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Nicole Kidman’s Hamptons Share

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Nicole Kidman has a habit of switching between studio flicks and more-indie fare. This fall, she kicks off New Line’s new fantasy trilogy with The Golden Compass—and stars in Noah Baumbach’s dysfunctional family drama Margot at the Wedding as Margot, none too happy with her sister’s choice of fiancé (Jack Black).

So, what’s up with Margot?
She’s having a breakdown, and with that comes an anger and an acerbic wit. I wanted the pain to bleed through her. She’s trying to put Band-Aids over her wounds, but I want you to see the blood oozing out anyway. Sorry, but that’s my visual description of it.

Was it odd working with Jennifer Jason Leigh and Noah? It’s their first film together as a couple.
Well, they’re an amazing, creative couple, and it really is lovely when a director and an actress fall in love. But it’s tricky any time you form a triangle. When Tom [Cruise] and I worked with Stanley [Kubrick], I remember Stanley saying “Triangles are hard.”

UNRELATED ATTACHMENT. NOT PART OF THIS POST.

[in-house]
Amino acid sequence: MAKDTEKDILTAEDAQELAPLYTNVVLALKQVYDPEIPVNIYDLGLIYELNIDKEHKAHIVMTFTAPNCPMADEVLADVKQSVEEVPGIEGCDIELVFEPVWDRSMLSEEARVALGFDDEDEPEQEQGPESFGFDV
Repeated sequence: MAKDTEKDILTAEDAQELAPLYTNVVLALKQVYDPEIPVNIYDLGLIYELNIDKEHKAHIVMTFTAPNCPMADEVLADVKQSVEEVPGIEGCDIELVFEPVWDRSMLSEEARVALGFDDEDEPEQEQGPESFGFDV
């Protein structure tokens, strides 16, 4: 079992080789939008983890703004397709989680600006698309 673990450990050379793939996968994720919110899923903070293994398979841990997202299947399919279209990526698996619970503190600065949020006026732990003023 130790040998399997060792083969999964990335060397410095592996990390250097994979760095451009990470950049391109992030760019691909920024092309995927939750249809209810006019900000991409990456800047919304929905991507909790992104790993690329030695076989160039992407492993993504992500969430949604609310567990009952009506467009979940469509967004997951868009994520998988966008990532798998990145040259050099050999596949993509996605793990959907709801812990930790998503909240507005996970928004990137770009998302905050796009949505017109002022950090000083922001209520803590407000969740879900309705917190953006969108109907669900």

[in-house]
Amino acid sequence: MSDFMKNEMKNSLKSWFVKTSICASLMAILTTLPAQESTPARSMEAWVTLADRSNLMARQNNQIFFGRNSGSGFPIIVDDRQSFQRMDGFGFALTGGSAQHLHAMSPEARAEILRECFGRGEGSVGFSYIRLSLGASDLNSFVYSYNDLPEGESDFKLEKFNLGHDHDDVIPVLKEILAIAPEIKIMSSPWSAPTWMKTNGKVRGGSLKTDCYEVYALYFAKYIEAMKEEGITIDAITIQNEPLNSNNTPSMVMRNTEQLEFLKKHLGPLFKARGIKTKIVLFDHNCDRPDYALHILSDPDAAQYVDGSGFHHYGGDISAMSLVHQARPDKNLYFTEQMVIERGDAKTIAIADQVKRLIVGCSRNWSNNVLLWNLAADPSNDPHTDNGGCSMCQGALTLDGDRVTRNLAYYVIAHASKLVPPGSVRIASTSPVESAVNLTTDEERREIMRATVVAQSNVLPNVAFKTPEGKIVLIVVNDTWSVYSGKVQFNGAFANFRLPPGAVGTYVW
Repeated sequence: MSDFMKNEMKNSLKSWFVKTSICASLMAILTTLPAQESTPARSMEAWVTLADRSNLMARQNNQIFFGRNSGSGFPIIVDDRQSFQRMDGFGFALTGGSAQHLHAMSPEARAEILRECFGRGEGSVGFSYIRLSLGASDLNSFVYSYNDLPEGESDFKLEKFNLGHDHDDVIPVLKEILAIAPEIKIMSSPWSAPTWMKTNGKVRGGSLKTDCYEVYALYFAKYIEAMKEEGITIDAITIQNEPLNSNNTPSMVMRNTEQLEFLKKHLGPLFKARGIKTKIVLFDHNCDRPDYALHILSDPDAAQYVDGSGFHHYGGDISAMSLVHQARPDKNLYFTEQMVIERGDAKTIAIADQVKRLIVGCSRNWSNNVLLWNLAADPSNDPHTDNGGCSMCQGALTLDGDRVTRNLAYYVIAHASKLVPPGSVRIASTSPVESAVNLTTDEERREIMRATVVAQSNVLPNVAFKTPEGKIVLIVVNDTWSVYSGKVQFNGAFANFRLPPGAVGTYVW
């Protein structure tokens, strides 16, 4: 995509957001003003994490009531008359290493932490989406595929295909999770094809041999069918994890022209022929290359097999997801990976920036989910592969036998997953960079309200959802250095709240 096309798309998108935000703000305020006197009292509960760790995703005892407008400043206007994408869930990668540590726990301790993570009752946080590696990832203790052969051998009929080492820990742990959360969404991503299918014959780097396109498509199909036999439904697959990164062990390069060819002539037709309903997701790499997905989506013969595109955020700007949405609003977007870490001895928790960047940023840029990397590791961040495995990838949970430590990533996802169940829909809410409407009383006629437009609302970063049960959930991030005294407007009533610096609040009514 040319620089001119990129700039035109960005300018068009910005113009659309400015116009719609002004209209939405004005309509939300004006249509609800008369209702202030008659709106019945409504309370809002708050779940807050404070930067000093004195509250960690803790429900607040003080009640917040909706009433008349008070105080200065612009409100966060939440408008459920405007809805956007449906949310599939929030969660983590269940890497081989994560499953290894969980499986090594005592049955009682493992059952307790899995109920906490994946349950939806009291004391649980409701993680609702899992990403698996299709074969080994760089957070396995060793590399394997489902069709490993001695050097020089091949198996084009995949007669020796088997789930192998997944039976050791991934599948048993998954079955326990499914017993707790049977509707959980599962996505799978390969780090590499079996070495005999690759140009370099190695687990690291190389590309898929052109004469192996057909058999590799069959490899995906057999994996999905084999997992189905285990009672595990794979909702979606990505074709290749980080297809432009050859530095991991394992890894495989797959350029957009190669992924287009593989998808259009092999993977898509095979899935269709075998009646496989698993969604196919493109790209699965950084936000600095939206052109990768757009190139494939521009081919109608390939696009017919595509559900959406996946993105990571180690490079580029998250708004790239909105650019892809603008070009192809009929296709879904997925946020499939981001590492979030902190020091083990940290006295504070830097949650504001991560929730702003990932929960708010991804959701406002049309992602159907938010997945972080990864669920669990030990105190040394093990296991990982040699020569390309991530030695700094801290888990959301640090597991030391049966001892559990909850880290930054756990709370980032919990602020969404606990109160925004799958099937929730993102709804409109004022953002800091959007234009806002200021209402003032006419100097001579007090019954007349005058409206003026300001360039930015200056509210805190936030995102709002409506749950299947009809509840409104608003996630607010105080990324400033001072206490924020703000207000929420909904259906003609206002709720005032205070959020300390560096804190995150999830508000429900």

You play Jennifer’s older sister. How did you two connect?
Jennifer has stayed so true to her artistic nature. She’s just so beautifully fine. We’d lie around in the bed, rehearsing.

In bed?
Yes. We all lived in this house in the Hamptons. Jennifer would cook breakfast on Sunday, and we’d all go to work Monday to Friday, and hang out on the weekend. Jack would play guitar. You don’t make films like that right now—it’s more a seventies way of making films.

In the trailer, Jennifer’s character says that Margot once tried to bake her in the oven, with paprika. Is their relationship anything like yours with your sister?
It’s the complete opposite. My sister and I are the warmest, twinlike sisters, and she is my closest, closest confidante. You cannot penetrate our world.

Margot at the Wedding
Directed by Noah Baumbach, Paramount Vantage; November 16.


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Fall Preview 2007

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